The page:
News of another layoff of sorts hit the streets today.
Former Merrill Lynch CEO John Thain resigned from Bank of America. John was good enough to ensure that Merrill moved up its yearend bonuses, paying them just before the Bank of America had completed its acquisition of Merrill.
Bank of America gave no reason for Thain’s departure. The company issued a terse statement: “Ken Lewis flew to New York today to talk to John Thain. And it was mutually agreed that his situation was not working out and he would resign.”
Interestingly enough, the bonuses were paid out just as the company was getting ready to report a $15.45 billion fourth-quarter loss. The U.S. Government provided bailout money to both Merrill and BoA.
To get a flavor of the quality of leadership in large financial services organizations in the United States — or perhaps John Thain was just an exception — consider the following brilliant act of financial management during tough times:
In early 2008, just as Merrill Lynch CEO John Thain was preparing to slash expenses, cut thousands of jobs and exit businesses to fix the ailing securities firm, he was also spending company money on himself, senior people at the firm say.
According to documents reviewed by The Daily Beast, Thain spent $1.22 million of company money to refurbish his office at Merrill Lynch headquarters in lower Manhattan. The biggest piece of the spending spree: $800,000 to hire famed celebrity designer Michael Smith…
The other big ticket items Thain purchased include: $87,000 for an area rug in Thain’s conference room and another area rug for $44,000; a “mahogany pedestal table” for $25,000; a “19th Century Credenza” in Thain’s office for $68,000; a sofa for $15,000; four pairs of curtains for $28,000; a pair of guest chairs for $87,000; a “George IV Desk” for $18,000; six wall sconces for $2,700; six chairs in his private dining room for $37,000; a mirror in his private dining room for $5,000; a chandelier in the private dining room for $13,000; fabric for a “Roman Shade” for $11,000; a “custom coffee table” for $16,000; something called a “commode on legs” for $35,000; a “Regency Chairs” for $24,000; “40 yards of fabric for wall panels,” for $5,000 and a “parchment waste can” for $1,400.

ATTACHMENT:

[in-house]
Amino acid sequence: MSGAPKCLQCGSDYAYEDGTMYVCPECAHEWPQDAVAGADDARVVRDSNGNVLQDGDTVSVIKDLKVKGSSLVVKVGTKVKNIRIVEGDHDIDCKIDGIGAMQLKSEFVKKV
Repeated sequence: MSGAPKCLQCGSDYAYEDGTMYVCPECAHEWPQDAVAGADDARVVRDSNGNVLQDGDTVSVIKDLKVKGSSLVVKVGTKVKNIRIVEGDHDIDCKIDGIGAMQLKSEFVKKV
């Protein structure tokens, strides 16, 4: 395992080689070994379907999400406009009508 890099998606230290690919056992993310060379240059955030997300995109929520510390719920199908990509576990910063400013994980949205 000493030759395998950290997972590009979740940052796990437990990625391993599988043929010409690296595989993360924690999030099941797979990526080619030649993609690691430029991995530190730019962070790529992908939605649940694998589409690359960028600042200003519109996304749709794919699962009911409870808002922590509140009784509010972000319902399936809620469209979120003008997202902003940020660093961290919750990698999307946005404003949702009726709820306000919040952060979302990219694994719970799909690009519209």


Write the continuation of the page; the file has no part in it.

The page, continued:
I wonder if the extreme makeover of his office and the accelerated bonus payout had anything to do with his sudden departure?
Well. At least he didn’t leave poor. In 2007, John Thain made the news as the highest paid CEO in the S&P 500. His income that year? A mere $83.1 million.